John Kay describes Gordon Brown as a “redistributive market liberal, holding, like other adherents of Blair’s ‘Third Way’, that
…[t]he economic role of government should be limited and confined to a short list of issues described as market failures. Redistributive market liberals believe, however, in a big role for the state in reviewing the distribution and redistribution of income.
The Third Way was a refuge, Kay says, of “socialists mugged by [the] reality…” of socialism’s failures. But it is now, he argues, in just as much trouble as market fundamentalism was after the excesses of the late 1980s.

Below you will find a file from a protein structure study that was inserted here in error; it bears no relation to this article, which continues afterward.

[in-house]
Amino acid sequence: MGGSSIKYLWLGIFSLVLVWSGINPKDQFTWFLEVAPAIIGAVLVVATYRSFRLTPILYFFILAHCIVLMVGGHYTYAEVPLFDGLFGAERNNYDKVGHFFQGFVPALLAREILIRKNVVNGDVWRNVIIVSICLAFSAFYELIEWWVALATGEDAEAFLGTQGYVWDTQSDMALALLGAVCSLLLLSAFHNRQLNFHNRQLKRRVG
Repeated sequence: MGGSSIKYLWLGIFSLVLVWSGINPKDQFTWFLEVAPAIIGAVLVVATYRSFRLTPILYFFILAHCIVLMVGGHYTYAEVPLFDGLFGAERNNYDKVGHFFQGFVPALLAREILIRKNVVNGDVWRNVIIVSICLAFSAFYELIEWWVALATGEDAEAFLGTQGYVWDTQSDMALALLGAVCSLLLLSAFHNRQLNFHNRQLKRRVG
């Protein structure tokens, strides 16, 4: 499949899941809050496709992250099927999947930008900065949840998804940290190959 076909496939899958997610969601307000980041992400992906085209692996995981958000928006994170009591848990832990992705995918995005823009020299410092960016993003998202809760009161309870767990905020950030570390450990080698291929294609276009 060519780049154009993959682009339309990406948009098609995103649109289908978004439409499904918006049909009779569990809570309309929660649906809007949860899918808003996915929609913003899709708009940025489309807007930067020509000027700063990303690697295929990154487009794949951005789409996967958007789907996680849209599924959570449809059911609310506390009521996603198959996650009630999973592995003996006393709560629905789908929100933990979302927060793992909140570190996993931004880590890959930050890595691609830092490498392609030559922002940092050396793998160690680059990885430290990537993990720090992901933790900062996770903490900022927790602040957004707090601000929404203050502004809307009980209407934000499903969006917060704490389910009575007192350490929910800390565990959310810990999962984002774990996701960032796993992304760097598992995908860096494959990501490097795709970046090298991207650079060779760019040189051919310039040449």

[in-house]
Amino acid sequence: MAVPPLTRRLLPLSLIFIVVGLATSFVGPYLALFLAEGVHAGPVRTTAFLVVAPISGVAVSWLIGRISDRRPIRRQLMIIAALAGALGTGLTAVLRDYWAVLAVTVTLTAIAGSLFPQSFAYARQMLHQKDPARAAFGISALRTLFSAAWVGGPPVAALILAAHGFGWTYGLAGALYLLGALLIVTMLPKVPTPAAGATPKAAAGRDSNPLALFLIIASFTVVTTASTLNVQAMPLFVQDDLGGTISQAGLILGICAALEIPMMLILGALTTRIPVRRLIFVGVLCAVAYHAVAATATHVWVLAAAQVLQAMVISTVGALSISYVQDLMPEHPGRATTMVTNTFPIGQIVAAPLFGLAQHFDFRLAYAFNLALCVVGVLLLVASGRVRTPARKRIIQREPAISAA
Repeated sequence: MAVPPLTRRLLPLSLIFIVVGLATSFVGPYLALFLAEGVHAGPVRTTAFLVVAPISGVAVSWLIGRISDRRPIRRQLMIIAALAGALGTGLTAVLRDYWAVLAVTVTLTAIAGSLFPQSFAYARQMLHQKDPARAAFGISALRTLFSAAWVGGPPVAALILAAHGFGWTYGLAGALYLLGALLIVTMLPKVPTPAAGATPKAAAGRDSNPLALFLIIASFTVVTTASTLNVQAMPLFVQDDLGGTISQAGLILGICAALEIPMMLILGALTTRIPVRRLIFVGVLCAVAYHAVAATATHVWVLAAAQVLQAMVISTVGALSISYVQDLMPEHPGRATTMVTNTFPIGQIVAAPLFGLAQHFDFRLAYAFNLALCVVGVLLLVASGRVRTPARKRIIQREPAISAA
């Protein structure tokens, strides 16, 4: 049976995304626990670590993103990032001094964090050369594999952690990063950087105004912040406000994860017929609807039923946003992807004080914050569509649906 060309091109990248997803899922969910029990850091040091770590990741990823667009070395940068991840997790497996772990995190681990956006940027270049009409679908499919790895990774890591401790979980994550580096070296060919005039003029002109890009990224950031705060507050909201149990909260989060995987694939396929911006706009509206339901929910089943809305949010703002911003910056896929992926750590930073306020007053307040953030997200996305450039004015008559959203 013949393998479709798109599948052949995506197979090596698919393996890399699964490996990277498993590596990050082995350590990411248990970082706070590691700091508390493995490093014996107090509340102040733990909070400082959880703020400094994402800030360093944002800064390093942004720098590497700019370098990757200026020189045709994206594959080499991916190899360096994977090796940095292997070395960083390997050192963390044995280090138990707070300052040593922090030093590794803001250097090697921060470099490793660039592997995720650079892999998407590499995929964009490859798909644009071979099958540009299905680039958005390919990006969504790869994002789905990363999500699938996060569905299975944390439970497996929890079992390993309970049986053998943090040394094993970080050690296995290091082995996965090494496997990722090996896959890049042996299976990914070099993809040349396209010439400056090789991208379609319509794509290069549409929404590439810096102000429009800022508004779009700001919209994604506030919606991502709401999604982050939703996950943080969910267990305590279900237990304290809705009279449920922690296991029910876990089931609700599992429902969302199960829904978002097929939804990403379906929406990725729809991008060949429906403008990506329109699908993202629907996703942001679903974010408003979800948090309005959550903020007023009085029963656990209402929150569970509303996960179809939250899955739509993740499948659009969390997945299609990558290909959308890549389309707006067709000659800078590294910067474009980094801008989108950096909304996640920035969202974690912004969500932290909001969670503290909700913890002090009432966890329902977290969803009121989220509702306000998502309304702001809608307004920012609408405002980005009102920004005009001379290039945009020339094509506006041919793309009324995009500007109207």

“The crisis of 2007-08 revealed starkly the limits of redistributive market liberalism. The range of market failures was a good deal wider than the limited list defined by market fundamentalists would allow. Both socialists and social democrats have re-emerged from the shadows. For socialists the crisis renewed hopes that Marx’s promise of the collapse of capitalism under the weight of its own internal contradictions would finally be fulfilled. For social democrats, forever in Utopian search of stability and harmony, salvation lay in the creation of a new global financial order, although no one seems to have much specific idea of the nature of that global financial order.” Extract from The Financial Times